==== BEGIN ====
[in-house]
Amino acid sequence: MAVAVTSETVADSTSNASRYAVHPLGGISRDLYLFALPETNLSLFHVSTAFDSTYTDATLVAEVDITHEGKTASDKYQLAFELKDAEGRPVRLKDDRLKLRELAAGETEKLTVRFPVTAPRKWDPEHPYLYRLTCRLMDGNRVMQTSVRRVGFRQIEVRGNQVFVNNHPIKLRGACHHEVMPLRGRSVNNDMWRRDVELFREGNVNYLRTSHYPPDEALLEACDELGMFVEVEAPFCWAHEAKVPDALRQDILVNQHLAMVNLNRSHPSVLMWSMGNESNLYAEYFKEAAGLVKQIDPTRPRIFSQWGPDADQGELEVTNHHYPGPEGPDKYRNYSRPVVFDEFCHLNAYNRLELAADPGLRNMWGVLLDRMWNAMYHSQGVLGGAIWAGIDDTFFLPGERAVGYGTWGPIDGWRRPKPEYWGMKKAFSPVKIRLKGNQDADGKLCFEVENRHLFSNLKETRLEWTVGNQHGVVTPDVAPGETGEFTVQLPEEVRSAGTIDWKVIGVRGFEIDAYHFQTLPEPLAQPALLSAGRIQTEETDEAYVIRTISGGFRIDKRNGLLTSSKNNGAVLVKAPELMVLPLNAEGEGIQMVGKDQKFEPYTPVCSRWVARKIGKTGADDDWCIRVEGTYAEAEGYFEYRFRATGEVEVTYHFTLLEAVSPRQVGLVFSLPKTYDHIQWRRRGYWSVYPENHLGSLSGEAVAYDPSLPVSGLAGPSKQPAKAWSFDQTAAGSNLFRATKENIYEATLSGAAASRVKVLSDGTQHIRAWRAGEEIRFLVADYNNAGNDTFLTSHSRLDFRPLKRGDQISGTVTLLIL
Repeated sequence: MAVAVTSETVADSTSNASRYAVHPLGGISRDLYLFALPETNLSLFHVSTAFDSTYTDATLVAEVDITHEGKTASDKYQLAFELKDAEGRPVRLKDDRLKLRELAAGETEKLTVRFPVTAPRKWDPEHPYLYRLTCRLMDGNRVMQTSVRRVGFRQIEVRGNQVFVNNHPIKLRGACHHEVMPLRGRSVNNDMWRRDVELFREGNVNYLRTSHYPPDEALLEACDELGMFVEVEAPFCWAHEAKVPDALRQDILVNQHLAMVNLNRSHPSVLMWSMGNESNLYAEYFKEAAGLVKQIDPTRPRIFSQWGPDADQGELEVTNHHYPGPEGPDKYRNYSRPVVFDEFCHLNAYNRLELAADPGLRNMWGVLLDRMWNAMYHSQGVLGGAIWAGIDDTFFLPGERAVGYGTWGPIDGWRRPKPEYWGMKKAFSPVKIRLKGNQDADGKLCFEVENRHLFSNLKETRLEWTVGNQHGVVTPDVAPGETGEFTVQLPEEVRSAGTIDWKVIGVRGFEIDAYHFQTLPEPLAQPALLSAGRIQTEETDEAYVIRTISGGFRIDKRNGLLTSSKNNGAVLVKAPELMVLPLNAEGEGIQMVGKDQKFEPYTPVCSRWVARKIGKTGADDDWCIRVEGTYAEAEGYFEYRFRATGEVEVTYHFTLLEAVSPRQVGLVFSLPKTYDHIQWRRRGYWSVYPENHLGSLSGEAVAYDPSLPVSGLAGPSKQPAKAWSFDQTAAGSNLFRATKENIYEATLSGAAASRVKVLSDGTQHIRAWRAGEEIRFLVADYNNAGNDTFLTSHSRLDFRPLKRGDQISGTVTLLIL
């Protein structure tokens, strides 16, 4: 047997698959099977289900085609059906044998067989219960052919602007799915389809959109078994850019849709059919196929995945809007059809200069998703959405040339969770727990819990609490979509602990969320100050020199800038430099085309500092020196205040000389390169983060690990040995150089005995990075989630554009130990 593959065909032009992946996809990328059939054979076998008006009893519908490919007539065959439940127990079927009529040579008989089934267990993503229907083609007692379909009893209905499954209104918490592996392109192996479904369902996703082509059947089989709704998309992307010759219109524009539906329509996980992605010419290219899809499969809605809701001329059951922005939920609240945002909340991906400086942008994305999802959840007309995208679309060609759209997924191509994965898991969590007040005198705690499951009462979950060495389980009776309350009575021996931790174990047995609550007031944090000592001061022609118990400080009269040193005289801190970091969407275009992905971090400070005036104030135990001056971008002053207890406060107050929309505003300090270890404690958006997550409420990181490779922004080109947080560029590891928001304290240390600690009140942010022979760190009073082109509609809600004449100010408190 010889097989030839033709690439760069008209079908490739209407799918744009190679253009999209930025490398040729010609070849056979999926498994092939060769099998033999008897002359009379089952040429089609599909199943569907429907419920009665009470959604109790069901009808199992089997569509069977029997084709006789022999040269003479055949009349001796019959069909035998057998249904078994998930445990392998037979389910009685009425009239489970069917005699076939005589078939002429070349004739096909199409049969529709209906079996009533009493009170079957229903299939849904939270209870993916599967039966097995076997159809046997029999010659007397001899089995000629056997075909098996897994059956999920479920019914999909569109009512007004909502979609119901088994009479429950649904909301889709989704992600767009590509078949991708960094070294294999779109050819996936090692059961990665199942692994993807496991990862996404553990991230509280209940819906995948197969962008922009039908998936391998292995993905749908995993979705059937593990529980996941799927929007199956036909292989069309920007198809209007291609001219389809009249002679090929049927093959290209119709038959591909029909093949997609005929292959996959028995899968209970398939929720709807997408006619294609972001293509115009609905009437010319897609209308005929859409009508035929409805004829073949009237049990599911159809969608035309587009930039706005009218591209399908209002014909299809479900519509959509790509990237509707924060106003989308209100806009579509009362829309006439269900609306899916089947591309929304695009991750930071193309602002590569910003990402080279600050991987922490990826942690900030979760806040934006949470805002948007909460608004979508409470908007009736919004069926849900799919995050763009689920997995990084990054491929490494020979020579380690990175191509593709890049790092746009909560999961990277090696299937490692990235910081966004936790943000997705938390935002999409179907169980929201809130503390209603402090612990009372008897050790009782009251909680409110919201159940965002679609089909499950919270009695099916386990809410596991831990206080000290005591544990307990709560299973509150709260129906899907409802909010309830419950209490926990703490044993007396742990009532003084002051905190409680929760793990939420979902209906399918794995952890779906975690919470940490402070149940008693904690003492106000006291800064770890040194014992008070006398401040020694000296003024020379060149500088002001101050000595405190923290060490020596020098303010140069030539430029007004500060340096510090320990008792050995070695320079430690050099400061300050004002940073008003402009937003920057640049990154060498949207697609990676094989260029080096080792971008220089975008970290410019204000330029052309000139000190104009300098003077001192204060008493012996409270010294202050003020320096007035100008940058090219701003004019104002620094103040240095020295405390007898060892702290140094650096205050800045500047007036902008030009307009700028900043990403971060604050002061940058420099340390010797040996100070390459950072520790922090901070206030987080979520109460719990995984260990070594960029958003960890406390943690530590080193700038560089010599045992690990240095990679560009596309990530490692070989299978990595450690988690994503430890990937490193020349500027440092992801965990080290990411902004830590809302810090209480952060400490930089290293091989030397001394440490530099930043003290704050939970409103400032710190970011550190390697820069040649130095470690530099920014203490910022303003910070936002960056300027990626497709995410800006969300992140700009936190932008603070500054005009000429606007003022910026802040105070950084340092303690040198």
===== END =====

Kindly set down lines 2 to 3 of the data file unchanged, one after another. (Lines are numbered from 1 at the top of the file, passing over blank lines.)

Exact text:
Amino acid sequence: MAVAVTSETVADSTSNASRYAVHPLGGISRDLYLFALPETNLSLFHVSTAFDSTYTDATLVAEVDITHEGKTASDKYQLAFELKDAEGRPVRLKDDRLKLRELAAGETEKLTVRFPVTAPRKWDPEHPYLYRLTCRLMDGNRVMQTSVRRVGFRQIEVRGNQVFVNNHPIKLRGACHHEVMPLRGRSVNNDMWRRDVELFREGNVNYLRTSHYPPDEALLEACDELGMFVEVEAPFCWAHEAKVPDALRQDILVNQHLAMVNLNRSHPSVLMWSMGNESNLYAEYFKEAAGLVKQIDPTRPRIFSQWGPDADQGELEVTNHHYPGPEGPDKYRNYSRPVVFDEFCHLNAYNRLELAADPGLRNMWGVLLDRMWNAMYHSQGVLGGAIWAGIDDTFFLPGERAVGYGTWGPIDGWRRPKPEYWGMKKAFSPVKIRLKGNQDADGKLCFEVENRHLFSNLKETRLEWTVGNQHGVVTPDVAPGETGEFTVQLPEEVRSAGTIDWKVIGVRGFEIDAYHFQTLPEPLAQPALLSAGRIQTEETDEAYVIRTISGGFRIDKRNGLLTSSKNNGAVLVKAPELMVLPLNAEGEGIQMVGKDQKFEPYTPVCSRWVARKIGKTGADDDWCIRVEGTYAEAEGYFEYRFRATGEVEVTYHFTLLEAVSPRQVGLVFSLPKTYDHIQWRRRGYWSVYPENHLGSLSGEAVAYDPSLPVSGLAGPSKQPAKAWSFDQTAAGSNLFRATKENIYEATLSGAAASRVKVLSDGTQHIRAWRAGEEIRFLVADYNNAGNDTFLTSHSRLDFRPLKRGDQISGTVTLLIL
Repeated sequence: MAVAVTSETVADSTSNASRYAVHPLGGISRDLYLFALPETNLSLFHVSTAFDSTYTDATLVAEVDITHEGKTASDKYQLAFELKDAEGRPVRLKDDRLKLRELAAGETEKLTVRFPVTAPRKWDPEHPYLYRLTCRLMDGNRVMQTSVRRVGFRQIEVRGNQVFVNNHPIKLRGACHHEVMPLRGRSVNNDMWRRDVELFREGNVNYLRTSHYPPDEALLEACDELGMFVEVEAPFCWAHEAKVPDALRQDILVNQHLAMVNLNRSHPSVLMWSMGNESNLYAEYFKEAAGLVKQIDPTRPRIFSQWGPDADQGELEVTNHHYPGPEGPDKYRNYSRPVVFDEFCHLNAYNRLELAADPGLRNMWGVLLDRMWNAMYHSQGVLGGAIWAGIDDTFFLPGERAVGYGTWGPIDGWRRPKPEYWGMKKAFSPVKIRLKGNQDADGKLCFEVENRHLFSNLKETRLEWTVGNQHGVVTPDVAPGETGEFTVQLPEEVRSAGTIDWKVIGVRGFEIDAYHFQTLPEPLAQPALLSAGRIQTEETDEAYVIRTISGGFRIDKRNGLLTSSKNNGAVLVKAPELMVLPLNAEGEGIQMVGKDQKFEPYTPVCSRWVARKIGKTGADDDWCIRVEGTYAEAEGYFEYRFRATGEVEVTYHFTLLEAVSPRQVGLVFSLPKTYDHIQWRRRGYWSVYPENHLGSLSGEAVAYDPSLPVSGLAGPSKQPAKAWSFDQTAAGSNLFRATKENIYEATLSGAAASRVKVLSDGTQHIRAWRAGEEIRFLVADYNNAGNDTFLTSHSRLDFRPLKRGDQISGTVTLLIL